“What the digital twin does is allow you to monitor how the system is performing, but importantly, it can also allow you to see potential issues that are coming up before they actually occur. And you can do scenario analysis and simulation with that data to determine what the future state might be.”

Director of the Digital Building Lab at Georgia Tech, Russel Gentry, has seen the benefits this brings in planning, project management, and cost savings.

In the coming year, Gentry expects the idea of a digital twin to grow exponentially as its uses expand. Digital twins will be used to test building safety and efficiency, and even retrofitting existing buildings with new and improved technologies.


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The Future of Work


Teaching Workers New Skills

In November 2021, more than 4.5 million people quit their jobs in the U.S. alone, the biggest spike on record and continuing a pattern of transition and upheaval. As the pace of change continues to increase, we need to be able to rapidly reconfigure workforces to address new challenges. 

“The unpredictability of the job market over the past year has prompted many people to consider their current career trajectory and skills,” says Ashok Goel, co-PI and chief scientist for Tech's Center for 21st Century Universities (C21U).

In 2022, “It is critical that we leverage technology to develop better tools to sync up employers and educators so that job seekers have clear paths to reskilling.” 

Over the next two years, the Competency Catalyst, which includes Eduworks, C21U, the University System of Georgia, and the Credential Engine, will develop prototypes of digital tools to support critical workforce reskilling in the United States. 

“Given the high cost of turnover, reskilling current employees is a cost-effective strategy, with many benefits,” says Matt Lisle, director of digital learning technology for C21U.  


Employee working from home

Meeting Learners Where They Are 

Access to flexible and affordable education has skyrocketed due to the pandemic. In 2021, Georgia Tech saw a 200% increase in adult learners.

While there has been much progress, the dramatic landscape change over the past two years has placed the need for additional options on the fast track, and the question of technology as the primary mechanism for scaling educational delivery is at the forefront. 

“The strategy of developing at-scale programs to serve an elevated level of students has been central to widening access, driving affordability, and intelligently using technology,” said Yakut Gazi, associate dean of learning systems, Georgia Tech Professional Education. 

As the workforce and workplaces change, traffic and transportation needs likely will as well. Georgia Tech researchers are using metro Atlanta as their laboratory to bring holistic solutions to transportation needs.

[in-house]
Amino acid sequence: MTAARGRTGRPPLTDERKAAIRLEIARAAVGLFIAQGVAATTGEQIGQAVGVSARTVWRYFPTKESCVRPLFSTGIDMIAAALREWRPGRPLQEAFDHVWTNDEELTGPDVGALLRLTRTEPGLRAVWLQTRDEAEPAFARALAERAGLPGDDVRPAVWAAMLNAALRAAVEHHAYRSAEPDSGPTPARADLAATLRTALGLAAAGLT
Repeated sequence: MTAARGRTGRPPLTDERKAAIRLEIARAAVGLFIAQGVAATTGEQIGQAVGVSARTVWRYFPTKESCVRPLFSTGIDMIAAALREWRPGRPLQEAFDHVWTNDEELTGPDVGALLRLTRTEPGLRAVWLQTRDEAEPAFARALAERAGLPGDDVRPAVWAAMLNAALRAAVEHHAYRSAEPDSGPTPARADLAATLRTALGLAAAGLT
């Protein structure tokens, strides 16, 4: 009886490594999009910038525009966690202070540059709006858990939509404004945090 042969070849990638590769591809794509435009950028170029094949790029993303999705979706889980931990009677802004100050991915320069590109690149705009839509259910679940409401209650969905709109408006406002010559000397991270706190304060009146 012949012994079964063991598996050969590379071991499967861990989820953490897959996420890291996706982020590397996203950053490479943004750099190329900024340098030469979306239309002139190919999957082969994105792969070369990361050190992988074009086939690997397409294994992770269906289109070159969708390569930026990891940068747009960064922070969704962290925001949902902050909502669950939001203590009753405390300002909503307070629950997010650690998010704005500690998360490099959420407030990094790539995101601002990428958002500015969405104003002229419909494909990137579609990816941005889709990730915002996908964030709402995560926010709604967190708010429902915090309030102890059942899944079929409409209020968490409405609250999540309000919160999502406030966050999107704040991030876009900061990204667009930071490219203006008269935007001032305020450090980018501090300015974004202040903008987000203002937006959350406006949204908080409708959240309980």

"I see huge opportunities for artificial intelligence, cognitive science, and human-centered computing to make an impact on education and training."
- Ashok Goel

The use of real-time analytics can be faster, cheaper, and potentially more accurate than traditional government transit surveys, which are slow, costly, and update relatively infrequently.  

“From my perspective, there’s enormous entrepreneurial opportunity in enabling better access to education via cloud computing,” says Sheetal Wrzesien, a 1994 Georgia Tech computer science graduate and an advisory board member for the College of Computing. 

“The biggest trend now," Goel said, "is that we are taking education to wherever learners live and work. I see huge opportunities for artificial intelligence, cognitive science, and human-centered computing to make an impact on education and training.”  


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Rebuilding a Better Society


Covid-19 and Public Health Policies

The pandemic has defined a strain in the relationship between scientists and some segments of the general public. Some policymakers, as a reflection of that divide, have made decisions related to public health that do not always match generally accepted science.

“In many ways we’re setting the stage for the other looming global crises that we’re being faced with."
- Cassidy Sugimoto

For academic leaders in public policy like Cassidy Sugimoto, the Marie Patton School Chair in the School of Public Policy, this is one of the biggest challenges our society will face in the coming year. Bridging the divide and building the relationships that will result in better policy will have ramifications that last decades.

“In many ways we’re setting the stage for the other looming global crises that we’re being faced with, like climate change and issues around social justice," she said.

“All of those are going to take the same kind of navigation in communication between the public, scientists, and policymakers — not just within regions, but globally.”

It’s a challenge that she and her colleagues have dedicated their careers to taking on.


Improving Transportation

As the workforce and workplaces change, traffic patterns and transportation needs are changing as well.

And while advanced technology offers solutions, many communities are faced with significant challenges stemming from residents’ diverse technological barriers and travel needs.